Christian Movie Interviews, News and Reviews

Critics' Choice: Top Movies of 2006

  • Staff
  • 2007 8 Jan
Critics' Choice:  Top Movies of 2006

Any assessment of art will contain a certain degree of subjectivity, and a Top 10 list of the year’s best movies is no exception.

What were we looking for in a movie? How does it stand up against the Christian worldview? Is sin treated as sin? Is righteousness rewarded? What is the film’s message? Does it confirm a Christian worldview or attack it? How well does the filmmaking convey that message?

And then, of course, from an aesthetic perspective, is the film entertaining? Would we recommend it to our friends?

With those questions in mind, we consulted our regular movie reviewers and staff editors to put together this list of our favorites from 2006.

Please note, you can click on the hyperlinks we include to read more detailed reviews of the movies on our list. Some of the films we have included are not appropriate for all age groups.


  • Theatrical Release Date:  December 15, 2006

  • Rating:  PG-13 (for some language)

  • Genre:  Drama

  • Run Time:  117 min.

  • Director:  Gabriele Muccino

  • Actors:  Will Smith, Jaden Smith, Thandie Newton, Brian Howe, James Karen, Dan Castellaneta, Kurt Fuller, Takayo Fischer

There are many reasons to love a good father/son movie; fathers so often get the shaft in pop culture and on the big screen.  But there are even more reasons to love “The Pursuit of Happyness” our pick for #1 movie of the year. Not only does this film gives us a strong portrayal of a loving father, but an uplifting lesson in staying happy even when life is rough. Will Smith gives the performance of a lifetime. The on-screen chemistry between Smith and his real life son will bring tears to you eyes. The story of this down-and-out dad trying to survive life’s trials and care for his son is simultaneously heart-wrenching, funny and uplifting..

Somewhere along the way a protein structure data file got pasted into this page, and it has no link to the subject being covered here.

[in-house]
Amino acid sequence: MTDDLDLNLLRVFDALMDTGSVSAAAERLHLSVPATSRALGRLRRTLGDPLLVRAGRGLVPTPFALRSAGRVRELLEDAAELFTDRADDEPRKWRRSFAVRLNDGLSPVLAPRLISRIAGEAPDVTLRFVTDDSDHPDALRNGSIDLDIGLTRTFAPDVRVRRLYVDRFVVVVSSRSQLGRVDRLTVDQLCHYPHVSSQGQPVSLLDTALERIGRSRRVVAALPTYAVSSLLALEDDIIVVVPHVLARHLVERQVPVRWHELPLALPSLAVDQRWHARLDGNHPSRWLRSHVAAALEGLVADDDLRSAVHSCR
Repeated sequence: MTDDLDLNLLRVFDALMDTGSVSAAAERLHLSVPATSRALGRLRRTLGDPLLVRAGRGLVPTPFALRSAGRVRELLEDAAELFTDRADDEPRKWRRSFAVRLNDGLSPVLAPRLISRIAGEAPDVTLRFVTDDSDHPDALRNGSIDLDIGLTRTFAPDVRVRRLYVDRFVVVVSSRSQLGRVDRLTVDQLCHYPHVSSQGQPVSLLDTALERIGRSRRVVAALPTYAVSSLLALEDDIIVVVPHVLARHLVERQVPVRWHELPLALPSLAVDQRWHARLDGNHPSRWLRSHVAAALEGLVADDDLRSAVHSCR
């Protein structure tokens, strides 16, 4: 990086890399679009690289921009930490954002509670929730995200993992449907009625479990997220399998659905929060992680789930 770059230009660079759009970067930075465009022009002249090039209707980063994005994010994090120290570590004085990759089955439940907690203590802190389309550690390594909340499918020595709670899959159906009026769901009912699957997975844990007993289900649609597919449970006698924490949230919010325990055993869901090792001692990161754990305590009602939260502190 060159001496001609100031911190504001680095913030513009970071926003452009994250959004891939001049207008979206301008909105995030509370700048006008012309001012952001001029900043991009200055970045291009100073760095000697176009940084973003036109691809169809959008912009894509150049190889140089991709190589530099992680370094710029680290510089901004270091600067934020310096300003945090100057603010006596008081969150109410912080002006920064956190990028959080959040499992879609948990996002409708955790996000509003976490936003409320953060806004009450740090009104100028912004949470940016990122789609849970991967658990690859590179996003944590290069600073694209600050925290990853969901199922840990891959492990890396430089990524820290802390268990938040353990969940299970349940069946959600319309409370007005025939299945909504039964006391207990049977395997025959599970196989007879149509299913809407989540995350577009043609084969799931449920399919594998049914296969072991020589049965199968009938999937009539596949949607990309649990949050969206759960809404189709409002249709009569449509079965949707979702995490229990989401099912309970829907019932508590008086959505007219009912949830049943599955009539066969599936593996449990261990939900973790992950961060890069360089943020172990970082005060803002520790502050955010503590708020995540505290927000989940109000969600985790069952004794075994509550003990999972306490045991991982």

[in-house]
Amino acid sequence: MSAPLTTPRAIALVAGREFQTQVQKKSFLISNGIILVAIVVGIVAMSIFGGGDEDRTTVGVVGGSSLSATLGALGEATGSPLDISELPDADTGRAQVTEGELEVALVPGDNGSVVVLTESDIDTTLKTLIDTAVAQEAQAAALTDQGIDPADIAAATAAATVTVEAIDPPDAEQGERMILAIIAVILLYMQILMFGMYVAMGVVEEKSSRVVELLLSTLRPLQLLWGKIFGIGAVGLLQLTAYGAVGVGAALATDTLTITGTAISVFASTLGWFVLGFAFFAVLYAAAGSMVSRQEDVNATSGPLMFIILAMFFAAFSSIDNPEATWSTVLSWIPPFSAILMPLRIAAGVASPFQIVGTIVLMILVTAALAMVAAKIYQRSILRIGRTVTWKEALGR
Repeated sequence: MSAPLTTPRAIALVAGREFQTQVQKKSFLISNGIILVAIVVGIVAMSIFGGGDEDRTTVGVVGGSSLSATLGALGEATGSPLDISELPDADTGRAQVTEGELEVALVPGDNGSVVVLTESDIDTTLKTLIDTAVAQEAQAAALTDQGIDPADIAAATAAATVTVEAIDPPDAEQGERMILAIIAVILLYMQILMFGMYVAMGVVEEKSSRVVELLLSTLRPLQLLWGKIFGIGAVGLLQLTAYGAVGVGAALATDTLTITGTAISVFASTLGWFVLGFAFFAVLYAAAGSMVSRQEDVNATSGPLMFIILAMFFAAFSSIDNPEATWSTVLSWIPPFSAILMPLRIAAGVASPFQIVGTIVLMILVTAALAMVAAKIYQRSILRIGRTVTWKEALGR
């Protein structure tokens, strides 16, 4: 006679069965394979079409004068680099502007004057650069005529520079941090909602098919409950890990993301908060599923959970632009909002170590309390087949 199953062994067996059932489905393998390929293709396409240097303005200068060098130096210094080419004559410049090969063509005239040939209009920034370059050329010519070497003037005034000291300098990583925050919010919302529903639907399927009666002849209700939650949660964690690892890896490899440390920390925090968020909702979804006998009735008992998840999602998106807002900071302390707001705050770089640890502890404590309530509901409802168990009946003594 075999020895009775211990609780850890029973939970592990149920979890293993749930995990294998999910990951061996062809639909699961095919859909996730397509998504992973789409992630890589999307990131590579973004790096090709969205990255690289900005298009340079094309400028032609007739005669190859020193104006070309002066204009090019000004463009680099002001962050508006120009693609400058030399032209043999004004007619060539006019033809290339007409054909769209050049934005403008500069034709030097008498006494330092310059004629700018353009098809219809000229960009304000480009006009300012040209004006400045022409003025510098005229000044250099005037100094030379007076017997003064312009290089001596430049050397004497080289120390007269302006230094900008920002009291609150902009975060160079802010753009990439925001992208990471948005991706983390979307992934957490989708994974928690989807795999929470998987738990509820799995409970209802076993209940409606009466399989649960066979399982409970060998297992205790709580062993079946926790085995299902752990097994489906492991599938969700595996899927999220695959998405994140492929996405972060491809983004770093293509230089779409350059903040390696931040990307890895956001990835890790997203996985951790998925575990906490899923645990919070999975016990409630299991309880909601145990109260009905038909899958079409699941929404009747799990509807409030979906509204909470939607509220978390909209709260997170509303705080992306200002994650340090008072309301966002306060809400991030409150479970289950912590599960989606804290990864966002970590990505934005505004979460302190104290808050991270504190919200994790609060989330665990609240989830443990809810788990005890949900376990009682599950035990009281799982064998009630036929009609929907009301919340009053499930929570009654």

Click here for a full review.


  • Theatrical Release Date:  December 1, 2006

  • Rating:  PG (for some violent content)

  • Genre:  Drama/History

  • Run Time:  101 minutes

  • Director:  Katherine Hardwicke

  • Actors:  Keisha Castle-Hughes, Oscar Isaac, Ciaran Hinds, and Allessandro Guiggioli

Imagine if you will, parents pushing aside all the meaningless movies about Santa crises, irritating Christmas relatives, greedy Grinches and stingy Scrooges on the rental shelf, and pulling to the forefront a compelling, well-crafted movie that brings the real story of Christmas to life for the whole family. Well, it seems that such a movie has arrived! “The Nativity Story” is a movie with everything:  drama, action, romance, history, and miracles – a sure bet to edge out the shallow, same old “pretend-Christmas” offerings. We hope that this film’s disappointing box office take won’t prevent Hollywood from making more such films that respectfully explore the Christian faith.

Click here for a full review.

3.  TIE:  UNITED 93

  • DVD Release Date:  September 5, 2006

  • Theatrical Release Date:  April 28, 2006

  • Rating:  R (for language and some intense sequences of terror and violence)

  • Genre:  Drama

  • Run Time:  111 min.

  • Director:  Paul Greengrass

  • Actors:  Daniel Sauli, Lewis Alsamari, JJ Johnson, Gary Commock, Polly Adams (II)

We know we’re cheating a bit by including two films in our number “3” spot. But looking back on the year, we don’t see how we could choose one of these films over the other. Immediately following September 11, 2001, it was difficult to imagine how filmmakers might render the event in years to come. Would they bring their own agendas to the films? Would they politicize the day? Would the films be as traumatic? And if so, would we want to sit through them? Fortunately, this year directors Paul Greengrass and Oliver Stone delivered films that are exceptional on almost every level.  “United 93” and “World Trade Center” are too very different films, yet both in their own way capture the horror of that fateful day. Stark, and almost documentary-like, “United 93” focuses mainly on how air traffic controllers dealt with the events of the day, and most likely how the passengers of the final hijacked flight heroically fought back against the terrorists. “World Trade Center,” while taking a bit more dramatic license, tells the riveting story of two Port Authority policemen, trapped in the rubble of the twin towers.